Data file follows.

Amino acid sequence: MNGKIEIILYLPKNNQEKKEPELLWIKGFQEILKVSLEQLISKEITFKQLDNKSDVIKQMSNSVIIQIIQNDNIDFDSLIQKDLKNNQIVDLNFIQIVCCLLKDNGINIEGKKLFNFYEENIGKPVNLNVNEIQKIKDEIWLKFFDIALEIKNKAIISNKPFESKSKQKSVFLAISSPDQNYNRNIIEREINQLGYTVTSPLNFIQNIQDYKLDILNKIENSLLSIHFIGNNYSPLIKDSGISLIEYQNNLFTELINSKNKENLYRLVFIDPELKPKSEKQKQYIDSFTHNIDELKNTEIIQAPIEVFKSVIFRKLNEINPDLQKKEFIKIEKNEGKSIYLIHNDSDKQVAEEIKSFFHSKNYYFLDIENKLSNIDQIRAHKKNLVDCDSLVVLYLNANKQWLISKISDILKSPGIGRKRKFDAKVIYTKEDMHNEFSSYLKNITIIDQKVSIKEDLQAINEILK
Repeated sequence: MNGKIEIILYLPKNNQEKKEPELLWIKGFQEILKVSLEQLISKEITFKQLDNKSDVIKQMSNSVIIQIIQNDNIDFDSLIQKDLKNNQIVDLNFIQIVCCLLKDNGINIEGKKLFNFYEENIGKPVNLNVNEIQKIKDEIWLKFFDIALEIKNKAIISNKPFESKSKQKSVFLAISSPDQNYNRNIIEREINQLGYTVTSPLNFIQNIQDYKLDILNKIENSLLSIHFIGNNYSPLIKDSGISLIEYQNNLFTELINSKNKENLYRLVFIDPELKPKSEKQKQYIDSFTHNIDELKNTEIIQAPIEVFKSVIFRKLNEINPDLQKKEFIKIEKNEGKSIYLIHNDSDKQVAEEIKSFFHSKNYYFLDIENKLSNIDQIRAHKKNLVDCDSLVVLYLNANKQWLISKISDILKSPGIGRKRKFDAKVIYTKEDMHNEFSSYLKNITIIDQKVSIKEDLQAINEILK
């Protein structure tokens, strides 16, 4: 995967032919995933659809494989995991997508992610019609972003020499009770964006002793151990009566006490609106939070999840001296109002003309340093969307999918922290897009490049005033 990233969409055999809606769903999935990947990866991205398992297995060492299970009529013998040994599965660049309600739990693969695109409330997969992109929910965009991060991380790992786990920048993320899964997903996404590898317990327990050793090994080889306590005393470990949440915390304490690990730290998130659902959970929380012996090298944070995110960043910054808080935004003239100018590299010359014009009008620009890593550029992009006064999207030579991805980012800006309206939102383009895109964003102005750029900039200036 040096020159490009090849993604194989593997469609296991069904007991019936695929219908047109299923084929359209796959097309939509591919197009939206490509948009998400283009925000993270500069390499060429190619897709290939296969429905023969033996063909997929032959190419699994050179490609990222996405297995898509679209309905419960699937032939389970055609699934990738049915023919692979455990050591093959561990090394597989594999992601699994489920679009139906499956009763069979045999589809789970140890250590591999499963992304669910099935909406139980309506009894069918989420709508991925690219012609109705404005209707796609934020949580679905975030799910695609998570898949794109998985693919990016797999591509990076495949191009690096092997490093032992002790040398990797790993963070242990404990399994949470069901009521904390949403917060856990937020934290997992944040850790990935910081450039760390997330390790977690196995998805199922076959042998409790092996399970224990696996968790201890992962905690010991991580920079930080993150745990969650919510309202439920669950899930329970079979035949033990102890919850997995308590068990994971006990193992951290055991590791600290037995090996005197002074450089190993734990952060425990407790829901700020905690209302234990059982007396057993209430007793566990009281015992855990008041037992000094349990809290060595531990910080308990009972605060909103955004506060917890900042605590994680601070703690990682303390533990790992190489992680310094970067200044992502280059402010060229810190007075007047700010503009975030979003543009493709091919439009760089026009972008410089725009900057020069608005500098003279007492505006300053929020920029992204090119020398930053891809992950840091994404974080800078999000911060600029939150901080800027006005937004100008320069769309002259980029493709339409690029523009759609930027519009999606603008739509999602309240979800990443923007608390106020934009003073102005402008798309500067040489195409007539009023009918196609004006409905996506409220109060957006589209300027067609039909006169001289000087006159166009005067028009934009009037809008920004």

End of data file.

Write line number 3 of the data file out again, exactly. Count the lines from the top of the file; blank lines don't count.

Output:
């Protein structure tokens, strides 16, 4: 995967032919995933659809494989995991997508992610019609972003020499009770964006002793151990009566006490609106939070999840001296109002003309340093969307999918922290897009490049005033 990233969409055999809606769903999935990947990866991205398992297995060492299970009529013998040994599965660049309600739990693969695109409330997969992109929910965009991060991380790992786990920048993320899964997903996404590898317990327990050793090994080889306590005393470990949440915390304490690990730290998130659902959970929380012996090298944070995110960043910054808080935004003239100018590299010359014009009008620009890593550029992009006064999207030579991805980012800006309206939102383009895109964003102005750029900039200036 040096020159490009090849993604194989593997469609296991069904007991019936695929219908047109299923084929359209796959097309939509591919197009939206490509948009998400283009925000993270500069390499060429190619897709290939296969429905023969033996063909997929032959190419699994050179490609990222996405297995898509679209309905419960699937032939389970055609699934990738049915023919692979455990050591093959561990090394597989594999992601699994489920679009139906499956009763069979045999589809789970140890250590591999499963992304669910099935909406139980309506009894069918989420709508991925690219012609109705404005209707796609934020949580679905975030799910695609998570898949794109998985693919990016797999591509990076495949191009690096092997490093032992002790040398990797790993963070242990404990399994949470069901009521904390949403917060856990937020934290997992944040850790990935910081450039760390997330390790977690196995998805199922076959042998409790092996399970224990696996968790201890992962905690010991991580920079930080993150745990969650919510309202439920669950899930329970079979035949033990102890919850997995308590068990994971006990193992951290055991590791600290037995090996005197002074450089190993734990952060425990407790829901700020905690209302234990059982007396057993209430007793566990009281015992855990008041037992000094349990809290060595531990910080308990009972605060909103955004506060917890900042605590994680601070703690990682303390533990790992190489992680310094970067200044992502280059402010060229810190007075007047700010503009975030979003543009493709091919439009760089026009972008410089725009900057020069608005500098003279007492505006300053929020920029992204090119020398930053891809992950840091994404974080800078999000911060600029939150901080800027006005937004100008320069769309002259980029493709339409690029523009759609930027519009999606603008739509999602309240979800990443923007608390106020934009003073102005402008798309500067040489195409007539009023009918196609004006409905996506409220109060957006589209300027067609039909006169001289000087006159166009005067028009934009009037809008920004």